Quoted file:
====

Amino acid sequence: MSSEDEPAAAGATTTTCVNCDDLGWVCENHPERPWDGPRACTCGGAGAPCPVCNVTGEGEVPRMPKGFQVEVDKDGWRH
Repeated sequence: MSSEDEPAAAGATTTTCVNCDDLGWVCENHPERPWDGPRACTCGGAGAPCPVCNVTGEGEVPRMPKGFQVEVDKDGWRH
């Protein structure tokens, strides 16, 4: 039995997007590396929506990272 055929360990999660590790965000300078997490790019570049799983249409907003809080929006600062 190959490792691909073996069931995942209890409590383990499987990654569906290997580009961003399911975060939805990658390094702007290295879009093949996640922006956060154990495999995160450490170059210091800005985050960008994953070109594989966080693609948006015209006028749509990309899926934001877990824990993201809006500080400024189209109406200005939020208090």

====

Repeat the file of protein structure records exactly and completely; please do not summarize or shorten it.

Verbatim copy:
Amino acid sequence: MSSEDEPAAAGATTTTCVNCDDLGWVCENHPERPWDGPRACTCGGAGAPCPVCNVTGEGEVPRMPKGFQVEVDKDGWRH
Repeated sequence: MSSEDEPAAAGATTTTCVNCDDLGWVCENHPERPWDGPRACTCGGAGAPCPVCNVTGEGEVPRMPKGFQVEVDKDGWRH
């Protein structure tokens, strides 16, 4: 039995997007590396929506990272 055929360990999660590790965000300078997490790019570049799983249409907003809080929006600062 190959490792691909073996069931995942209890409590383990499987990654569906290997580009961003399911975060939805990658390094702007290295879009093949996640922006956060154990495999995160450490170059210091800005985050960008994953070109594989966080693609948006015209006028749509990309899926934001877990824990993201809006500080400024189209109406200005939020208090």